Scientists identify what flips switch to activate retron’s toxins to prevent viral spread


Researchers have found that some retrons encode toxin proteins, which they keep inactive with the help of a small DNA fragment, and when a bacterial virus (phage) attacks bacteria the DNA can sense the attack and unleash the toxin.

“Bacterial chromosomes contain hundreds of different toxin/antitoxin systems of unknown function that might be leveraged to inhibit phages, and our findings provide an approach to understand how they could do that,” said Nassos Typas, PhD, group leader in the Genome Biology Unit and a co-chair of EMBL’s Microbial Ecosystems and Infection Biology transversal themes, in a statement.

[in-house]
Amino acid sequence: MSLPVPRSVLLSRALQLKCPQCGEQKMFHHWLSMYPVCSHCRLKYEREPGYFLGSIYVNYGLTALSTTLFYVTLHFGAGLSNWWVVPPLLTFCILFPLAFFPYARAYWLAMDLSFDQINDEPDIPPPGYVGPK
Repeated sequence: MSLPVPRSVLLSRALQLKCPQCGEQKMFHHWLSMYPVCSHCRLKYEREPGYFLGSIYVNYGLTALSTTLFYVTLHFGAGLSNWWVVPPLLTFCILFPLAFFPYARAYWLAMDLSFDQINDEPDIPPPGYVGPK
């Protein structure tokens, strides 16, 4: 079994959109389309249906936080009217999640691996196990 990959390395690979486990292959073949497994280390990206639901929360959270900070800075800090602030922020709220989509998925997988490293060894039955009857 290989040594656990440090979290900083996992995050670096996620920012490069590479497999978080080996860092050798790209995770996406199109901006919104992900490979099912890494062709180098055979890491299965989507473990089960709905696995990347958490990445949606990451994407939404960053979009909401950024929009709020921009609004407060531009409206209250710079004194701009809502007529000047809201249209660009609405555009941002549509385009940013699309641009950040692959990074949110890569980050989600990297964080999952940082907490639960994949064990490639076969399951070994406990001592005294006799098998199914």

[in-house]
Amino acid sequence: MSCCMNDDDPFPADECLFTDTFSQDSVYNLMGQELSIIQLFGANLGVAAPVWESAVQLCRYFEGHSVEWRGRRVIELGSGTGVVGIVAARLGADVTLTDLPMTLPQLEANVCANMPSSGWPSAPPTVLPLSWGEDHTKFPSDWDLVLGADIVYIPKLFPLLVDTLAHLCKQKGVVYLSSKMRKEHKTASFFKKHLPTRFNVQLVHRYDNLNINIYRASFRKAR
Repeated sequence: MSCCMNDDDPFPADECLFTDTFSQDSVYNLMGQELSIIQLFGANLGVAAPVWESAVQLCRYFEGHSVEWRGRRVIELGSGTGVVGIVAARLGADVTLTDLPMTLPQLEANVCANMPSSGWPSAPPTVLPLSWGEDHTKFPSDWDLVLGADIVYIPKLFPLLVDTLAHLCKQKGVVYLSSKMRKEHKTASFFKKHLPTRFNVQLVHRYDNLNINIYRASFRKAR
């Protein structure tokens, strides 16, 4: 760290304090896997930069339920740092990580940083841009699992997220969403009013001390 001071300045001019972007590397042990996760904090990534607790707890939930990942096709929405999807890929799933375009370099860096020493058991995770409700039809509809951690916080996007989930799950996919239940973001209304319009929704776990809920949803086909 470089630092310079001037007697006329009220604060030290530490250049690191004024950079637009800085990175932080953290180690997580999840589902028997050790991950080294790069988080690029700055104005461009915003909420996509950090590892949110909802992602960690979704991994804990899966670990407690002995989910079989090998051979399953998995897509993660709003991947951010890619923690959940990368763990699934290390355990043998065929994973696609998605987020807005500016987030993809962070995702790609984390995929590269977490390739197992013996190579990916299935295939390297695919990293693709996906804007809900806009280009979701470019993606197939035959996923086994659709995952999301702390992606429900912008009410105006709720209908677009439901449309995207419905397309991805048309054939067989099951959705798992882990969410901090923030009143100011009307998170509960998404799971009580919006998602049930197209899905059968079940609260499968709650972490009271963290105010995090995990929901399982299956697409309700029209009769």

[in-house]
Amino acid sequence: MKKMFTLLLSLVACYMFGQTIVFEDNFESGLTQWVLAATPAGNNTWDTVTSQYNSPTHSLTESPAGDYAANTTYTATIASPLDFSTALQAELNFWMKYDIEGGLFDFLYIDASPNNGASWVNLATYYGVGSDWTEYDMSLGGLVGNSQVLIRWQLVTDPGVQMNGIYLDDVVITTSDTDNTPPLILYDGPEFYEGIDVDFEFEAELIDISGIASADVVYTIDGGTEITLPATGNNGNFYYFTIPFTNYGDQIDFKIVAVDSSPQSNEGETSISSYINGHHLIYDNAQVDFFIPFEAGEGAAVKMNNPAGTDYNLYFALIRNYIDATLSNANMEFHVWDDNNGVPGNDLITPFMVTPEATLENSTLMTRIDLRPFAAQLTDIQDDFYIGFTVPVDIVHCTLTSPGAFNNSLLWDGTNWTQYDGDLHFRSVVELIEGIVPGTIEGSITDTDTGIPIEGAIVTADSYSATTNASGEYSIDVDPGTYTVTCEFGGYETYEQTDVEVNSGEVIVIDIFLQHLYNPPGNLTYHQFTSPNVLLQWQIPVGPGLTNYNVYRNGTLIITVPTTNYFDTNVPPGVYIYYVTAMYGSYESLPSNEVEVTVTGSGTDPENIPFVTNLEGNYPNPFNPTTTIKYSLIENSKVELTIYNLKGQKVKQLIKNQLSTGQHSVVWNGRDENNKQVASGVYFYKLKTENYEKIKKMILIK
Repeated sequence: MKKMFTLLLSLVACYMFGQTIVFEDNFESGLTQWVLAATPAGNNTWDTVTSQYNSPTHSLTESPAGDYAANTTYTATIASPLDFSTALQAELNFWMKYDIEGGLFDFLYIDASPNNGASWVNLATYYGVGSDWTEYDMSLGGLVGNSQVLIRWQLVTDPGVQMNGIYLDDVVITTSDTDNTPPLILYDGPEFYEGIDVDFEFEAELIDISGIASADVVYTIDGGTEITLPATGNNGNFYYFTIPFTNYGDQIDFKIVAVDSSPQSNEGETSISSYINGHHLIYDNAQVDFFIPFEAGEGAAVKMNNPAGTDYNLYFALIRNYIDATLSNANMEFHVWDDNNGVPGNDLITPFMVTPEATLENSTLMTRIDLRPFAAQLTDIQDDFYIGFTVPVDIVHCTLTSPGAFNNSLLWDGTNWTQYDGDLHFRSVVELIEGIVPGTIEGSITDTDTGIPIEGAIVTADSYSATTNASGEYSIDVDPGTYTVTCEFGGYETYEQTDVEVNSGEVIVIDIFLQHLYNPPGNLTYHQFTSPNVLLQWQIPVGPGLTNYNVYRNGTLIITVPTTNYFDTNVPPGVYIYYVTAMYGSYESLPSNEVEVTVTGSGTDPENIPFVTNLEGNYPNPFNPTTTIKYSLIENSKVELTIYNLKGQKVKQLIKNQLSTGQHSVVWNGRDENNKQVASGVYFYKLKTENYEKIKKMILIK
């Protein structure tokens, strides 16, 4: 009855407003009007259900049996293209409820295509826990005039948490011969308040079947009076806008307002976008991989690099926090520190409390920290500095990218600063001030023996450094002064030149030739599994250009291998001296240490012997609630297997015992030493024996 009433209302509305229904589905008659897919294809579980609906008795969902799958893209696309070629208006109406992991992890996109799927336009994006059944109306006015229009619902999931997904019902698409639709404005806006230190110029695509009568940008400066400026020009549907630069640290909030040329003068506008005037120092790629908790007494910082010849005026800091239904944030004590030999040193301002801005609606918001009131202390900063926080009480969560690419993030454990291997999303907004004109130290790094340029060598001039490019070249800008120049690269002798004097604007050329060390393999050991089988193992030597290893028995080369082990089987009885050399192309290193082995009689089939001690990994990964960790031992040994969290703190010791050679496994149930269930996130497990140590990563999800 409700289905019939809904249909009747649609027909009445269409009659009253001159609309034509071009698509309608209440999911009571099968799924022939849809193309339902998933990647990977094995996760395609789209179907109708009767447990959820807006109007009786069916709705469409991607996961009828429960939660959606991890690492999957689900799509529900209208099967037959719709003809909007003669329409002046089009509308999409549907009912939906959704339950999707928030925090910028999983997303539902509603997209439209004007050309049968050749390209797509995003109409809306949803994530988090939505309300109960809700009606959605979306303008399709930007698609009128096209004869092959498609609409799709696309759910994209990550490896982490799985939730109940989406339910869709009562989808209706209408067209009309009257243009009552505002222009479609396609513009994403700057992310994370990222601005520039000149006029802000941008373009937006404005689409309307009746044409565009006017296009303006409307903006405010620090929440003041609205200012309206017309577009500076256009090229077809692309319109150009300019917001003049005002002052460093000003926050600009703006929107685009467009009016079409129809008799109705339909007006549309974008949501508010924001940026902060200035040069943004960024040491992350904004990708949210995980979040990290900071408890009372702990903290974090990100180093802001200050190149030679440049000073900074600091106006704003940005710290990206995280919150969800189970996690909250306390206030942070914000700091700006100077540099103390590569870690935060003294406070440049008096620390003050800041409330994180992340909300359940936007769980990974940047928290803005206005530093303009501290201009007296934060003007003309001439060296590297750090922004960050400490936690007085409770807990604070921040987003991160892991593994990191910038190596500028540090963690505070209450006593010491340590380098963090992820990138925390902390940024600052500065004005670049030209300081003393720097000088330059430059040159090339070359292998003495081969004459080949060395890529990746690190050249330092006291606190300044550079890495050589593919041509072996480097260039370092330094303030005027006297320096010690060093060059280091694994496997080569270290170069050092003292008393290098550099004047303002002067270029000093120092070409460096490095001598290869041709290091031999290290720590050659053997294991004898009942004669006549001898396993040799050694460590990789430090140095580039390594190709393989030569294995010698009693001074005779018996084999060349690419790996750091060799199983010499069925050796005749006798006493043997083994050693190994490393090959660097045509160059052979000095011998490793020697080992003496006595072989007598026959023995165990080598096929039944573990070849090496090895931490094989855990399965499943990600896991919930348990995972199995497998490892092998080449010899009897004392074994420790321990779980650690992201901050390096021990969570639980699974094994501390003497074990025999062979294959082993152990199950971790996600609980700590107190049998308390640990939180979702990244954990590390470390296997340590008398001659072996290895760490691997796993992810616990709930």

Using genetics, proteomics, and bioinformatics, EMBL researchers parsed out the mechanism, discovering how viral proteins can activate as well as block these systems and how retrons can thwart viral invasion on a single-cell level. The researchers reported their findings on July 18 in the journal Nature.

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